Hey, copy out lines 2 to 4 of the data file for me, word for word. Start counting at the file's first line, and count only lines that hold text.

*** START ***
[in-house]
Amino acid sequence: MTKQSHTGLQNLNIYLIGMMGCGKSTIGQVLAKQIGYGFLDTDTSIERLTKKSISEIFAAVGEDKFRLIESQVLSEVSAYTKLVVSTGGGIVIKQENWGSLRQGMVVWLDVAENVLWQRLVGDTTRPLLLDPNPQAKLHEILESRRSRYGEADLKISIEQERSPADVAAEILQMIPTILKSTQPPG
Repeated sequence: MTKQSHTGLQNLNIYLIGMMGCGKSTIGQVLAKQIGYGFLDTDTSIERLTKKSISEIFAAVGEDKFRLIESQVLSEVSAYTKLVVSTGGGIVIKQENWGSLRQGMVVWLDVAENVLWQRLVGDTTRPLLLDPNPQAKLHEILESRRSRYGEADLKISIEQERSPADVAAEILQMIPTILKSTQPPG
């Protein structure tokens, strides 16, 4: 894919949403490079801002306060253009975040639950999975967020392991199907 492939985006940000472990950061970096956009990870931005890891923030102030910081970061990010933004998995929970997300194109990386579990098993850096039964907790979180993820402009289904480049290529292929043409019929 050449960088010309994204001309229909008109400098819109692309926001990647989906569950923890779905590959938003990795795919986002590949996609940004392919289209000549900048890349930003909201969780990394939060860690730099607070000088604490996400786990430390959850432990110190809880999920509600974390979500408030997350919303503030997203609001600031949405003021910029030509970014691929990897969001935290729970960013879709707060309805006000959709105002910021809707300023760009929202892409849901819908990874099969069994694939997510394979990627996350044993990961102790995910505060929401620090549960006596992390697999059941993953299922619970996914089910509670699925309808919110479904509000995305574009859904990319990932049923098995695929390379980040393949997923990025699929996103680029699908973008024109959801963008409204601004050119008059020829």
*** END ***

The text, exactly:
Amino acid sequence: MTKQSHTGLQNLNIYLIGMMGCGKSTIGQVLAKQIGYGFLDTDTSIERLTKKSISEIFAAVGEDKFRLIESQVLSEVSAYTKLVVSTGGGIVIKQENWGSLRQGMVVWLDVAENVLWQRLVGDTTRPLLLDPNPQAKLHEILESRRSRYGEADLKISIEQERSPADVAAEILQMIPTILKSTQPPG
Repeated sequence: MTKQSHTGLQNLNIYLIGMMGCGKSTIGQVLAKQIGYGFLDTDTSIERLTKKSISEIFAAVGEDKFRLIESQVLSEVSAYTKLVVSTGGGIVIKQENWGSLRQGMVVWLDVAENVLWQRLVGDTTRPLLLDPNPQAKLHEILESRRSRYGEADLKISIEQERSPADVAAEILQMIPTILKSTQPPG
């Protein structure tokens, strides 16, 4: 894919949403490079801002306060253009975040639950999975967020392991199907 492939985006940000472990950061970096956009990870931005890891923030102030910081970061990010933004998995929970997300194109990386579990098993850096039964907790979180993820402009289904480049290529292929043409019929 050449960088010309994204001309229909008109400098819109692309926001990647989906569950923890779905590959938003990795795919986002590949996609940004392919289209000549900048890349930003909201969780990394939060860690730099607070000088604490996400786990430390959850432990110190809880999920509600974390979500408030997350919303503030997203609001600031949405003021910029030509970014691929990897969001935290729970960013879709707060309805006000959709105002910021809707300023760009929202892409849901819908990874099969069994694939997510394979990627996350044993990961102790995910505060929401620090549960006596992390697999059941993953299922619970996914089910509670699925309808919110479904509000995305574009859904990319990932049923098995695929390379980040393949997923990025699929996103680029699908973008024109959801963008409204601004050119008059020829």